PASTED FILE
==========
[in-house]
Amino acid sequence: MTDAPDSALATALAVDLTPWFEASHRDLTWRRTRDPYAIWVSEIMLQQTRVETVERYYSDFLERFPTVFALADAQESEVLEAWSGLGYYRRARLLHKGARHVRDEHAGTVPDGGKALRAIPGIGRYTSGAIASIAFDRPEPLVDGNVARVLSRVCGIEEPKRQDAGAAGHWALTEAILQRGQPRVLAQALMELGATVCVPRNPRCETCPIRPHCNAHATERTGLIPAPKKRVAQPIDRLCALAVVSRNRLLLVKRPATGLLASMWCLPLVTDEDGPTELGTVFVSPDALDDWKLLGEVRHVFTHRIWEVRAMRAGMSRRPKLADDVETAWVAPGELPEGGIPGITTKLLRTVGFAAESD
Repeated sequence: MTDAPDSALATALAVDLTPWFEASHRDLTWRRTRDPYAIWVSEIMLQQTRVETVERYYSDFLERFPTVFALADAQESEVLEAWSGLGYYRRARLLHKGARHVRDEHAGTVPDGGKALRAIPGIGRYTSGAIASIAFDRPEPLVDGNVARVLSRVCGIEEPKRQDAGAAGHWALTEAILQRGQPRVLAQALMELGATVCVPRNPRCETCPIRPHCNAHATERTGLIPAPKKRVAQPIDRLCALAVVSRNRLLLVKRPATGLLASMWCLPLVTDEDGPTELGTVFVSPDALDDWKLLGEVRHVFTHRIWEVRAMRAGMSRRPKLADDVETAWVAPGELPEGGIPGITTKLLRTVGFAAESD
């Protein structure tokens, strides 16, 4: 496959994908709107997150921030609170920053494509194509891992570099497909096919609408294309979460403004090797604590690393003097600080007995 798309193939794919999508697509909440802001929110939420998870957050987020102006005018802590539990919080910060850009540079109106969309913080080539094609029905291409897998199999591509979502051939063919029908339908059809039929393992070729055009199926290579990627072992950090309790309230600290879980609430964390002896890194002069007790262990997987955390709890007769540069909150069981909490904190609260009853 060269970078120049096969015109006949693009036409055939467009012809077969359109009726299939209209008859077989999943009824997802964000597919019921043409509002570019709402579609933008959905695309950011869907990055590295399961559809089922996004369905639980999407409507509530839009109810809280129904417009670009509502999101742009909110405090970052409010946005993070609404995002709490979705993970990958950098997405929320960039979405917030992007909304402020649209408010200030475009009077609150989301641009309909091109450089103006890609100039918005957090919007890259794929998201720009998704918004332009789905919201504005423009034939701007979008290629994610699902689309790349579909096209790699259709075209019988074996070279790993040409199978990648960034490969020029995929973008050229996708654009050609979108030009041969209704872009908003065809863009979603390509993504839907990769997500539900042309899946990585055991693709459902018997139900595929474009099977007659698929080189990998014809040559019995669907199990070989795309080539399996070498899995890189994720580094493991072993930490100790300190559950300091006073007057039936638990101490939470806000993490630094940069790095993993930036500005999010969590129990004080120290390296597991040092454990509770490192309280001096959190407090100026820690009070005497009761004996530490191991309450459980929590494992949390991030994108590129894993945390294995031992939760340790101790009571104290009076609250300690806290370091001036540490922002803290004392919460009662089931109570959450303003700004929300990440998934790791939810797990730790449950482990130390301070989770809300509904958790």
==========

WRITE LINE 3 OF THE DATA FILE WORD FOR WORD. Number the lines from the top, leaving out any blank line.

Repeated sequence: MTDAPDSALATALAVDLTPWFEASHRDLTWRRTRDPYAIWVSEIMLQQTRVETVERYYSDFLERFPTVFALADAQESEVLEAWSGLGYYRRARLLHKGARHVRDEHAGTVPDGGKALRAIPGIGRYTSGAIASIAFDRPEPLVDGNVARVLSRVCGIEEPKRQDAGAAGHWALTEAILQRGQPRVLAQALMELGATVCVPRNPRCETCPIRPHCNAHATERTGLIPAPKKRVAQPIDRLCALAVVSRNRLLLVKRPATGLLASMWCLPLVTDEDGPTELGTVFVSPDALDDWKLLGEVRHVFTHRIWEVRAMRAGMSRRPKLADDVETAWVAPGELPEGGIPGITTKLLRTVGFAAESD